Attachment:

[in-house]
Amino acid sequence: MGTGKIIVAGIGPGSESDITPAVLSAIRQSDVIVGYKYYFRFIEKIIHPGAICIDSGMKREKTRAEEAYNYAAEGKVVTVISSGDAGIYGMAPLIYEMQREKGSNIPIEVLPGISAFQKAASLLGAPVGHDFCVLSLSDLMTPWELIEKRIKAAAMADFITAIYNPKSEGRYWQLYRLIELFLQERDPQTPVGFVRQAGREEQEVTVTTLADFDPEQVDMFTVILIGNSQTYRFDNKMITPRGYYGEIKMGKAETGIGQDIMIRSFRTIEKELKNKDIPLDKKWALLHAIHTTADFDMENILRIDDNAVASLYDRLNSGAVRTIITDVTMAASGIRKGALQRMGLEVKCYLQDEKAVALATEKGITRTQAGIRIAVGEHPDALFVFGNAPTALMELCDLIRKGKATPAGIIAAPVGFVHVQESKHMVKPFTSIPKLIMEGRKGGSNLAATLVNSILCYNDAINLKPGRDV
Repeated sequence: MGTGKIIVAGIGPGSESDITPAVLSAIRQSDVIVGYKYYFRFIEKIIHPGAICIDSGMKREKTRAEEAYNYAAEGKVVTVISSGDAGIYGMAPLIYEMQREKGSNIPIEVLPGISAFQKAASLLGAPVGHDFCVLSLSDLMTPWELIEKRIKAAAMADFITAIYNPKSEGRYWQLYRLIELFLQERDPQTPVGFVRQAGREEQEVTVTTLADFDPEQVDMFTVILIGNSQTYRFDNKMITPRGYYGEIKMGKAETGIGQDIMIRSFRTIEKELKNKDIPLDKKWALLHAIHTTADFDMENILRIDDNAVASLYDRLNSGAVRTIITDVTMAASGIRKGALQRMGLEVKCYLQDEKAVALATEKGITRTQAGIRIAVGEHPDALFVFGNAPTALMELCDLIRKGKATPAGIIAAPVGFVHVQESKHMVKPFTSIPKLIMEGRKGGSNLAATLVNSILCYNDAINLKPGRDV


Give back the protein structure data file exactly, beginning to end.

[in-house]
Amino acid sequence: MGTGKIIVAGIGPGSESDITPAVLSAIRQSDVIVGYKYYFRFIEKIIHPGAICIDSGMKREKTRAEEAYNYAAEGKVVTVISSGDAGIYGMAPLIYEMQREKGSNIPIEVLPGISAFQKAASLLGAPVGHDFCVLSLSDLMTPWELIEKRIKAAAMADFITAIYNPKSEGRYWQLYRLIELFLQERDPQTPVGFVRQAGREEQEVTVTTLADFDPEQVDMFTVILIGNSQTYRFDNKMITPRGYYGEIKMGKAETGIGQDIMIRSFRTIEKELKNKDIPLDKKWALLHAIHTTADFDMENILRIDDNAVASLYDRLNSGAVRTIITDVTMAASGIRKGALQRMGLEVKCYLQDEKAVALATEKGITRTQAGIRIAVGEHPDALFVFGNAPTALMELCDLIRKGKATPAGIIAAPVGFVHVQESKHMVKPFTSIPKLIMEGRKGGSNLAATLVNSILCYNDAINLKPGRDV
Repeated sequence: MGTGKIIVAGIGPGSESDITPAVLSAIRQSDVIVGYKYYFRFIEKIIHPGAICIDSGMKREKTRAEEAYNYAAEGKVVTVISSGDAGIYGMAPLIYEMQREKGSNIPIEVLPGISAFQKAASLLGAPVGHDFCVLSLSDLMTPWELIEKRIKAAAMADFITAIYNPKSEGRYWQLYRLIELFLQERDPQTPVGFVRQAGREEQEVTVTTLADFDPEQVDMFTVILIGNSQTYRFDNKMITPRGYYGEIKMGKAETGIGQDIMIRSFRTIEKELKNKDIPLDKKWALLHAIHTTADFDMENILRIDDNAVASLYDRLNSGAVRTIITDVTMAASGIRKGALQRMGLEVKCYLQDEKAVALATEKGITRTQAGIRIAVGEHPDALFVFGNAPTALMELCDLIRKGKATPAGIIAAPVGFVHVQESKHMVKPFTSIPKLIMEGRKGGSNLAATLVNSILCYNDAINLKPGRDV